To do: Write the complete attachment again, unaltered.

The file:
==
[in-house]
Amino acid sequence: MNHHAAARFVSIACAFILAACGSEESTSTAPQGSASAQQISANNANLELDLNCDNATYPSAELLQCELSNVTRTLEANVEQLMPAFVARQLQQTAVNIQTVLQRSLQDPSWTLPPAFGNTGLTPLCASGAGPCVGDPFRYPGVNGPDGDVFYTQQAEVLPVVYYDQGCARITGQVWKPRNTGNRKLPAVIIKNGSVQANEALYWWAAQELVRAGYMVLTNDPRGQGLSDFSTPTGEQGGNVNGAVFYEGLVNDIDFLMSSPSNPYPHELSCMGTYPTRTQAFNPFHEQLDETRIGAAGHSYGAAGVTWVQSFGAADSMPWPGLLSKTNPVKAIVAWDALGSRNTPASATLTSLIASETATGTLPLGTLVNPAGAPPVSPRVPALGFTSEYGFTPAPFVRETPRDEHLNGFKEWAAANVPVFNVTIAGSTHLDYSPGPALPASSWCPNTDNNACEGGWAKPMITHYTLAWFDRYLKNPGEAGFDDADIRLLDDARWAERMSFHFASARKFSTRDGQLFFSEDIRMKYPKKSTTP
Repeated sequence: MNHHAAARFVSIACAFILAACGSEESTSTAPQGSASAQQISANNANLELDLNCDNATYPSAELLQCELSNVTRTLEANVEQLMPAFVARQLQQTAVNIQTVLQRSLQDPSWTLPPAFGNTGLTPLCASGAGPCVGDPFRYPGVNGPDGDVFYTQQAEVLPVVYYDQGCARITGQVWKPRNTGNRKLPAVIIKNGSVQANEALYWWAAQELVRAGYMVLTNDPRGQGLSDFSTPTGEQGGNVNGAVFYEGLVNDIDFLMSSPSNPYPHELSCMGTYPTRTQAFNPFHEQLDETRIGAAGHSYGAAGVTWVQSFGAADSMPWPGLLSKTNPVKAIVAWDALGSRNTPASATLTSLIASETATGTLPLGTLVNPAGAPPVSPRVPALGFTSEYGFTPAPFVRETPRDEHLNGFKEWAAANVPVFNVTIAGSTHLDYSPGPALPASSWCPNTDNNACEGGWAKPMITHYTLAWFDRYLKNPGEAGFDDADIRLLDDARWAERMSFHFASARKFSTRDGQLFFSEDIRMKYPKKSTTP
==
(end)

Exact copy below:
[in-house]
Amino acid sequence: MNHHAAARFVSIACAFILAACGSEESTSTAPQGSASAQQISANNANLELDLNCDNATYPSAELLQCELSNVTRTLEANVEQLMPAFVARQLQQTAVNIQTVLQRSLQDPSWTLPPAFGNTGLTPLCASGAGPCVGDPFRYPGVNGPDGDVFYTQQAEVLPVVYYDQGCARITGQVWKPRNTGNRKLPAVIIKNGSVQANEALYWWAAQELVRAGYMVLTNDPRGQGLSDFSTPTGEQGGNVNGAVFYEGLVNDIDFLMSSPSNPYPHELSCMGTYPTRTQAFNPFHEQLDETRIGAAGHSYGAAGVTWVQSFGAADSMPWPGLLSKTNPVKAIVAWDALGSRNTPASATLTSLIASETATGTLPLGTLVNPAGAPPVSPRVPALGFTSEYGFTPAPFVRETPRDEHLNGFKEWAAANVPVFNVTIAGSTHLDYSPGPALPASSWCPNTDNNACEGGWAKPMITHYTLAWFDRYLKNPGEAGFDDADIRLLDDARWAERMSFHFASARKFSTRDGQLFFSEDIRMKYPKKSTTP
Repeated sequence: MNHHAAARFVSIACAFILAACGSEESTSTAPQGSASAQQISANNANLELDLNCDNATYPSAELLQCELSNVTRTLEANVEQLMPAFVARQLQQTAVNIQTVLQRSLQDPSWTLPPAFGNTGLTPLCASGAGPCVGDPFRYPGVNGPDGDVFYTQQAEVLPVVYYDQGCARITGQVWKPRNTGNRKLPAVIIKNGSVQANEALYWWAAQELVRAGYMVLTNDPRGQGLSDFSTPTGEQGGNVNGAVFYEGLVNDIDFLMSSPSNPYPHELSCMGTYPTRTQAFNPFHEQLDETRIGAAGHSYGAAGVTWVQSFGAADSMPWPGLLSKTNPVKAIVAWDALGSRNTPASATLTSLIASETATGTLPLGTLVNPAGAPPVSPRVPALGFTSEYGFTPAPFVRETPRDEHLNGFKEWAAANVPVFNVTIAGSTHLDYSPGPALPASSWCPNTDNNACEGGWAKPMITHYTLAWFDRYLKNPGEAGFDDADIRLLDDARWAERMSFHFASARKFSTRDGQLFFSEDIRMKYPKKSTTP